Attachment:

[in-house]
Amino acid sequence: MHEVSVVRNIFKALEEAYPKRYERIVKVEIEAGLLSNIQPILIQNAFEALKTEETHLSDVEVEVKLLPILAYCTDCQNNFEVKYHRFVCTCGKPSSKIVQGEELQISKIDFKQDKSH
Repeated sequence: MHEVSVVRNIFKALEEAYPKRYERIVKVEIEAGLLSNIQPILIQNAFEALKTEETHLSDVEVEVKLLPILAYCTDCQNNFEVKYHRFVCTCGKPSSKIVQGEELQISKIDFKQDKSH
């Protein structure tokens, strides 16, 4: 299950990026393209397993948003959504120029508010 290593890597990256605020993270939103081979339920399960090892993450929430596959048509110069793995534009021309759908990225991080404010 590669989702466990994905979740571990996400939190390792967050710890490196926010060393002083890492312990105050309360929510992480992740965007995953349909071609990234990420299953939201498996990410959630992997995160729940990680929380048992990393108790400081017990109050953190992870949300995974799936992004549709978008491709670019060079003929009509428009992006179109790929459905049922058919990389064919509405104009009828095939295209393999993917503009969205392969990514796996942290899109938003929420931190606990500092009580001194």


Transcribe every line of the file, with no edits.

[in-house]
Amino acid sequence: MHEVSVVRNIFKALEEAYPKRYERIVKVEIEAGLLSNIQPILIQNAFEALKTEETHLSDVEVEVKLLPILAYCTDCQNNFEVKYHRFVCTCGKPSSKIVQGEELQISKIDFKQDKSH
Repeated sequence: MHEVSVVRNIFKALEEAYPKRYERIVKVEIEAGLLSNIQPILIQNAFEALKTEETHLSDVEVEVKLLPILAYCTDCQNNFEVKYHRFVCTCGKPSSKIVQGEELQISKIDFKQDKSH
């Protein structure tokens, strides 16, 4: 299950990026393209397993948003959504120029508010 290593890597990256605020993270939103081979339920399960090892993450929430596959048509110069793995534009021309759908990225991080404010 590669989702466990994905979740571990996400939190390792967050710890490196926010060393002083890492312990105050309360929510992480992740965007995953349909071609990234990420299953939201498996990410959630992997995160729940990680929380048992990393108790400081017990109050953190992870949300995974799936992004549709978008491709670019060079003929009509428009992006179109790929459905049922058919990389064919509405104009009828095939295209393999993917503009969205392969990514796996942290899109938003929420931190606990500092009580001194």